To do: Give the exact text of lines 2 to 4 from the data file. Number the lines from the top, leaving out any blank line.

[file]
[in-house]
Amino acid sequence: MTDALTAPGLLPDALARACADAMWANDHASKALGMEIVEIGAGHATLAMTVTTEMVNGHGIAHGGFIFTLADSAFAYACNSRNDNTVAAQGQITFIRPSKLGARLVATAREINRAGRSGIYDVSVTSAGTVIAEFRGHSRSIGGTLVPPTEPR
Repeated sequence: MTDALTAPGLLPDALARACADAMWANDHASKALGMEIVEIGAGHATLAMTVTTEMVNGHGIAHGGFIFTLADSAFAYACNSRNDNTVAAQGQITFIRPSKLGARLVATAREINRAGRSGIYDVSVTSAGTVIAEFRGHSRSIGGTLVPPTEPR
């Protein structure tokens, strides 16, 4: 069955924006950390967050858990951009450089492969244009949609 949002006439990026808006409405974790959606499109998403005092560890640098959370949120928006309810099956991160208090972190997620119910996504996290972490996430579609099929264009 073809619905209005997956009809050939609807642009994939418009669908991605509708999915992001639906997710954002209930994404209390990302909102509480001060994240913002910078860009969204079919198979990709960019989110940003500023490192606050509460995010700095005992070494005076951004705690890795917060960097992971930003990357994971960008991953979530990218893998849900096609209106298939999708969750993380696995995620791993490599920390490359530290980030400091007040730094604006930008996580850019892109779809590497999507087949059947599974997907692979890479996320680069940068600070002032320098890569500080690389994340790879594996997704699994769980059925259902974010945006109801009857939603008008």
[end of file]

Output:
Amino acid sequence: MTDALTAPGLLPDALARACADAMWANDHASKALGMEIVEIGAGHATLAMTVTTEMVNGHGIAHGGFIFTLADSAFAYACNSRNDNTVAAQGQITFIRPSKLGARLVATAREINRAGRSGIYDVSVTSAGTVIAEFRGHSRSIGGTLVPPTEPR
Repeated sequence: MTDALTAPGLLPDALARACADAMWANDHASKALGMEIVEIGAGHATLAMTVTTEMVNGHGIAHGGFIFTLADSAFAYACNSRNDNTVAAQGQITFIRPSKLGARLVATAREINRAGRSGIYDVSVTSAGTVIAEFRGHSRSIGGTLVPPTEPR
């Protein structure tokens, strides 16, 4: 069955924006950390967050858990951009450089492969244009949609 949002006439990026808006409405974790959606499109998403005092560890640098959370949120928006309810099956991160208090972190997620119910996504996290972490996430579609099929264009 073809619905209005997956009809050939609807642009994939418009669908991605509708999915992001639906997710954002209930994404209390990302909102509480001060994240913002910078860009969204079919198979990709960019989110940003500023490192606050509460995010700095005992070494005076951004705690890795917060960097992971930003990357994971960008991953979530990218893998849900096609209106298939999708969750993380696995995620791993490599920390490359530290980030400091007040730094604006930008996580850019892109779809590497999507087949059947599974997907692979890479996320680069940068600070002032320098890569500080690389994340790879594996997704699994769980059925259902974010945006109801009857939603008008």